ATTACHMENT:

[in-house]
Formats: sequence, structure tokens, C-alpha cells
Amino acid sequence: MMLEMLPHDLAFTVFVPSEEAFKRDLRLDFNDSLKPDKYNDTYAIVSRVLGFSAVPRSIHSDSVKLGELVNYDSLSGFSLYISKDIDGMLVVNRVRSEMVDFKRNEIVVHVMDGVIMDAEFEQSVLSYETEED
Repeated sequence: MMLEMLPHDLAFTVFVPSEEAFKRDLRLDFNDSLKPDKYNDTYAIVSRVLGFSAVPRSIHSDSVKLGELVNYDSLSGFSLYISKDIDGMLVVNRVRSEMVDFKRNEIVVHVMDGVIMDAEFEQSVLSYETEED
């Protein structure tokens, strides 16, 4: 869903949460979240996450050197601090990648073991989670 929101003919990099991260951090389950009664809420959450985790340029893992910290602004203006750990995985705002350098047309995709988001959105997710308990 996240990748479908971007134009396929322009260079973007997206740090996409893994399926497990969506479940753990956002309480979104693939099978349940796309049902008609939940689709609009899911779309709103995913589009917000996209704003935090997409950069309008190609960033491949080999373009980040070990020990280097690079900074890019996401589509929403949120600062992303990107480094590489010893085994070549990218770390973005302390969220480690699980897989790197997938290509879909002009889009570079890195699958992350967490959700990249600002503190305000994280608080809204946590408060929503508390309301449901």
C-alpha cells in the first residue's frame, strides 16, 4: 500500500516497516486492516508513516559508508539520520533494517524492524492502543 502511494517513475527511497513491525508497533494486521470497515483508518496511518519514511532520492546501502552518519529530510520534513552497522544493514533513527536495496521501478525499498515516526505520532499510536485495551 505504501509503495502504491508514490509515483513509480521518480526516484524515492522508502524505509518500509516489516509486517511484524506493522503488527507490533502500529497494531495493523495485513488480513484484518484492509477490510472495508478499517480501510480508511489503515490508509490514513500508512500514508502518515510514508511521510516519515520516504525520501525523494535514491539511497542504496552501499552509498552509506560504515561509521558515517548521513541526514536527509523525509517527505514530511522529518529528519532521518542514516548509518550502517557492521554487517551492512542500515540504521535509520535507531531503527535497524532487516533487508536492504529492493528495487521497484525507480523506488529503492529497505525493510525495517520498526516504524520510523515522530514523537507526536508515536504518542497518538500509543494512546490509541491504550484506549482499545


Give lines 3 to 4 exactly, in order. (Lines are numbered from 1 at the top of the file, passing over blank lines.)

Amino acid sequence: MMLEMLPHDLAFTVFVPSEEAFKRDLRLDFNDSLKPDKYNDTYAIVSRVLGFSAVPRSIHSDSVKLGELVNYDSLSGFSLYISKDIDGMLVVNRVRSEMVDFKRNEIVVHVMDGVIMDAEFEQSVLSYETEED
Repeated sequence: MMLEMLPHDLAFTVFVPSEEAFKRDLRLDFNDSLKPDKYNDTYAIVSRVLGFSAVPRSIHSDSVKLGELVNYDSLSGFSLYISKDIDGMLVVNRVRSEMVDFKRNEIVVHVMDGVIMDAEFEQSVLSYETEED